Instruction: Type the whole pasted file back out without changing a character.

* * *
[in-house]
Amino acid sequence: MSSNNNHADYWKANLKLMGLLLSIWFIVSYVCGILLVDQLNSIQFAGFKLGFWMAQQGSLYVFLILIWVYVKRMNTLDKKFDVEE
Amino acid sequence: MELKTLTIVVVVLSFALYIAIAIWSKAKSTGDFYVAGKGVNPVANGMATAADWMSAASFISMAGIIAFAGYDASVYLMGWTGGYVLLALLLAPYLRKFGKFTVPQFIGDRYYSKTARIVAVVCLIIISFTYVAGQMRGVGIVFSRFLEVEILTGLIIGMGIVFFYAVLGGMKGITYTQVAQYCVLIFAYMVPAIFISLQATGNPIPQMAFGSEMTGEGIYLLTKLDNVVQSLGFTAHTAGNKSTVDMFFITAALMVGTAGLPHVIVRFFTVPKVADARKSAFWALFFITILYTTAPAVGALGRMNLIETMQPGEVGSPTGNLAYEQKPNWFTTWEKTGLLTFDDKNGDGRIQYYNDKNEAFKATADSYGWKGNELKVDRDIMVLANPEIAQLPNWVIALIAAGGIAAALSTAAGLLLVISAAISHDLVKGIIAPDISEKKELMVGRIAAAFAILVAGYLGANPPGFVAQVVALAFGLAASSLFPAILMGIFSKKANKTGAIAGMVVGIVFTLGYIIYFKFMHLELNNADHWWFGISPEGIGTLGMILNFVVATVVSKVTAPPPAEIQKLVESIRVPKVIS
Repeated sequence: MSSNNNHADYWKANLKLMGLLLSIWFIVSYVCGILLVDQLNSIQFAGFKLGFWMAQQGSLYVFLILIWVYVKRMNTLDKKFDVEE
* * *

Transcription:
[in-house]
Amino acid sequence: MSSNNNHADYWKANLKLMGLLLSIWFIVSYVCGILLVDQLNSIQFAGFKLGFWMAQQGSLYVFLILIWVYVKRMNTLDKKFDVEE
Amino acid sequence: MELKTLTIVVVVLSFALYIAIAIWSKAKSTGDFYVAGKGVNPVANGMATAADWMSAASFISMAGIIAFAGYDASVYLMGWTGGYVLLALLLAPYLRKFGKFTVPQFIGDRYYSKTARIVAVVCLIIISFTYVAGQMRGVGIVFSRFLEVEILTGLIIGMGIVFFYAVLGGMKGITYTQVAQYCVLIFAYMVPAIFISLQATGNPIPQMAFGSEMTGEGIYLLTKLDNVVQSLGFTAHTAGNKSTVDMFFITAALMVGTAGLPHVIVRFFTVPKVADARKSAFWALFFITILYTTAPAVGALGRMNLIETMQPGEVGSPTGNLAYEQKPNWFTTWEKTGLLTFDDKNGDGRIQYYNDKNEAFKATADSYGWKGNELKVDRDIMVLANPEIAQLPNWVIALIAAGGIAAALSTAAGLLLVISAAISHDLVKGIIAPDISEKKELMVGRIAAAFAILVAGYLGANPPGFVAQVVALAFGLAASSLFPAILMGIFSKKANKTGAIAGMVVGIVFTLGYIIYFKFMHLELNNADHWWFGISPEGIGTLGMILNFVVATVVSKVTAPPPAEIQKLVESIRVPKVIS
Repeated sequence: MSSNNNHADYWKANLKLMGLLLSIWFIVSYVCGILLVDQLNSIQFAGFKLGFWMAQQGSLYVFLILIWVYVKRMNTLDKKFDVEE